Heroic efforts have been made over the years to avoid the increasingly onerous bottleneck of the magnetic disk drive. The most prevalent, and until recently most practical, solution has been to “short stroke” discs: essentially installing more discs than are necessary for data storage in order to increase total IO. This increases the overall IO capacity of the disk subsystem but has a limited effect on latency for individual IO operations.
Solid state disk technologies have far lower latencies than magnetic disk and – having only electronic components – are accelerating in both performance and capacity, as predicted by Moore’s Law.
The two main categories of Solid State Disk technology are:
- DDR RAM-based SSD, in which memory not very different from computer RAM, is used as the storage medium. A capacitor or battery is incorporated so that data can be written to a non-volatile storage medium in the event of a power failure.
- Flash-based SSDs, in which data is stored in NAND flash memory – similar to that used in USB drives and consumer devices. This memory is non-volatile, so it will not lose data in the event of a power failure.
For the purposes of this paper, we will consider only flash-based SSD. DDR RAM-based SSD is not yet a viable economic alternative to magnetic disk for mainstream Oracle databases.
Performance of SSD is orders of magnitude superior to magnetic disk devices — especially for read operations. Figure 2 compares the read latency of various types of SSD and traditional magnetic disk.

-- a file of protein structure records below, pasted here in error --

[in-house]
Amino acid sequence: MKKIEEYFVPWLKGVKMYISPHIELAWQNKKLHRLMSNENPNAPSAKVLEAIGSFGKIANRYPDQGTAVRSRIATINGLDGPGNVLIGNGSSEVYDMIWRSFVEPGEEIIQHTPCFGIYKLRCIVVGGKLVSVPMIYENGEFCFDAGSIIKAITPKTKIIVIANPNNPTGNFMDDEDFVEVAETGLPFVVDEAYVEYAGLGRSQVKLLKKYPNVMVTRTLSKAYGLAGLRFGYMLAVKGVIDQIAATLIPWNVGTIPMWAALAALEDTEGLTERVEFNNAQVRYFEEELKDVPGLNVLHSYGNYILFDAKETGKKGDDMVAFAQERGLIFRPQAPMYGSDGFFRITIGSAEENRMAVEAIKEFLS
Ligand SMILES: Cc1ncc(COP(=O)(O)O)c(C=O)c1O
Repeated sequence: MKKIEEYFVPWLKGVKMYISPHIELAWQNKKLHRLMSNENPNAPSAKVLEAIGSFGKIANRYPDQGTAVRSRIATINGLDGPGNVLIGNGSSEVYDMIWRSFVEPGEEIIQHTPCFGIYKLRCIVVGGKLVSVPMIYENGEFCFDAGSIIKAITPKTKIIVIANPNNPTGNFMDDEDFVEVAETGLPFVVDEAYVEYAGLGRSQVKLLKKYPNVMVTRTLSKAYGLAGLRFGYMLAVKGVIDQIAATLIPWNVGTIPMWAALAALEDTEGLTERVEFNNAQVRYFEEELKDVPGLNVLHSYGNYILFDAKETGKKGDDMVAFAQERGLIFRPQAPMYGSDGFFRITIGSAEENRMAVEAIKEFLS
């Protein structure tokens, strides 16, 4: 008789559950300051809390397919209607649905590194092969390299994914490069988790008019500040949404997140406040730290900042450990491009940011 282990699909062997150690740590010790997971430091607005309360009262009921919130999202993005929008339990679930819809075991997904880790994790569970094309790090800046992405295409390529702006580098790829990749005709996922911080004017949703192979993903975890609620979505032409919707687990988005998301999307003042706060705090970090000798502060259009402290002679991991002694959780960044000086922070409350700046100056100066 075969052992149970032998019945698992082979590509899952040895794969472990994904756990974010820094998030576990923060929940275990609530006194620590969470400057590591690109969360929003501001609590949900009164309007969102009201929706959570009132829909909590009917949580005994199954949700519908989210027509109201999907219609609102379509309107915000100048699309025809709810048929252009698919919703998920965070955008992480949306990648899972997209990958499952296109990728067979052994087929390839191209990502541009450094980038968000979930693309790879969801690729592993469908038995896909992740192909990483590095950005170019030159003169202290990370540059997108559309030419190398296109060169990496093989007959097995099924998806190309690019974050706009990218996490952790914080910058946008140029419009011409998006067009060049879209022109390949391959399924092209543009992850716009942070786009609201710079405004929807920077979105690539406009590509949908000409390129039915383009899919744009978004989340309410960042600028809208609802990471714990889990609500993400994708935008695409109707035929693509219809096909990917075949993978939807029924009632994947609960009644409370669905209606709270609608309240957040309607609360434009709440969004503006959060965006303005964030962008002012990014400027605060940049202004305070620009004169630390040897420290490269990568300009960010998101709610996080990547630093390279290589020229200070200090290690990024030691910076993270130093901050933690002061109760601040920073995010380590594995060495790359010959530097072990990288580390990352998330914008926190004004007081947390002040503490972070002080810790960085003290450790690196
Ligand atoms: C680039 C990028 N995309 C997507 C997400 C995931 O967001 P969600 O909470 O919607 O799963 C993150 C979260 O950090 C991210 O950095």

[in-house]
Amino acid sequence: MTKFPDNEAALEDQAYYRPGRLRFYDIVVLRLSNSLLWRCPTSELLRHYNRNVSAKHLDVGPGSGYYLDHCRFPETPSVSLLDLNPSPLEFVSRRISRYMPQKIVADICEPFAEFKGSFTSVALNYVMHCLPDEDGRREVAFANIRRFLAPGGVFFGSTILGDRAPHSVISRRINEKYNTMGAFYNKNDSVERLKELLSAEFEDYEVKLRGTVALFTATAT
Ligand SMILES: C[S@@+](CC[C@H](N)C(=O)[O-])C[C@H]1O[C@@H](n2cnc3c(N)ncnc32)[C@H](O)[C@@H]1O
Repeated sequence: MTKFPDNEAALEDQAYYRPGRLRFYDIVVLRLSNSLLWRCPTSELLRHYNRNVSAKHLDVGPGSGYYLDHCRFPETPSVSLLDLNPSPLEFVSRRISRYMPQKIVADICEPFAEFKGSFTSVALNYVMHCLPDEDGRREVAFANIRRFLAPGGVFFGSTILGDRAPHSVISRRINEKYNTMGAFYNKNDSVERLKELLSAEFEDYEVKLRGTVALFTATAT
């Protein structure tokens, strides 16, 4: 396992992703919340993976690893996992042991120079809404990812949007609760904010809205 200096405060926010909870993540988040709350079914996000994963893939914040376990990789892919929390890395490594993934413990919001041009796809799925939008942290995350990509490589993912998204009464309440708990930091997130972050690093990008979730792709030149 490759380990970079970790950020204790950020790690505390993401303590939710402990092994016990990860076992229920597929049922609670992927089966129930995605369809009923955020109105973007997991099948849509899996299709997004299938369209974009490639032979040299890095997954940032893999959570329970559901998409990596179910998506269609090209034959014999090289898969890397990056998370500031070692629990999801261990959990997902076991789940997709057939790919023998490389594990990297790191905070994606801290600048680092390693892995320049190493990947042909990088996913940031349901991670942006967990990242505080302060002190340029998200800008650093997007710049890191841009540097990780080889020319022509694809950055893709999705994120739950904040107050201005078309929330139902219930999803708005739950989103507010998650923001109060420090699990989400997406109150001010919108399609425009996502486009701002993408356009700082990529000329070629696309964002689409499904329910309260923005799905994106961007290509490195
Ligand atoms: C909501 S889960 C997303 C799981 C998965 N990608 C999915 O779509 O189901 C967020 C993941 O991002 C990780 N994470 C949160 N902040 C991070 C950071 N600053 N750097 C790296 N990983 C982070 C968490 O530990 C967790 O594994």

Figure 1.2. Seek times for various drive technologies
Flash technology also promises significant reductions in power consumption – a Flash-based SSD device will typically consume about 100th of the power of a magnetic disk per IO operation – see Figure 1.3.
Figure 1.3 Power consumption advantages for flash based SSD.
The promise of solid state disk has led some to anticipate a day in which all magnetic disk is replaced by solid state disk. While this might someday come to pass, in the short term the economics of storage and the economics of IO are at cross purposes and can only be resolved by combining solid state and magnetic disk technologies.
Figure 1.4 illustrates the two competing trends: while the cost of IO reduces with solid state technology, the cost per gigabyte increases. The SSD devices that offer good economics of IO offer poorer economies for mass storage. Of course the cost per GB for SSD is dropping rapidly, but no faster than the falling cost of magnetic disk or the growth in database storage demand.
Figure 1.4. Economics of storage for solid state and magnetic disk
Since most databases include both hot and cold data – small amounts of frequently accessed data as well as large amounts of idle data – most databases will experience the best economic benefit by combining both solid state and traditional magnetic disk technologies.
 Short stroking disks can improve IO seek latency by reducing the average distance the actuator arm needs to move across the disk and by concentrating data in the outer sectors of the platter where the overall rotational speed is highest.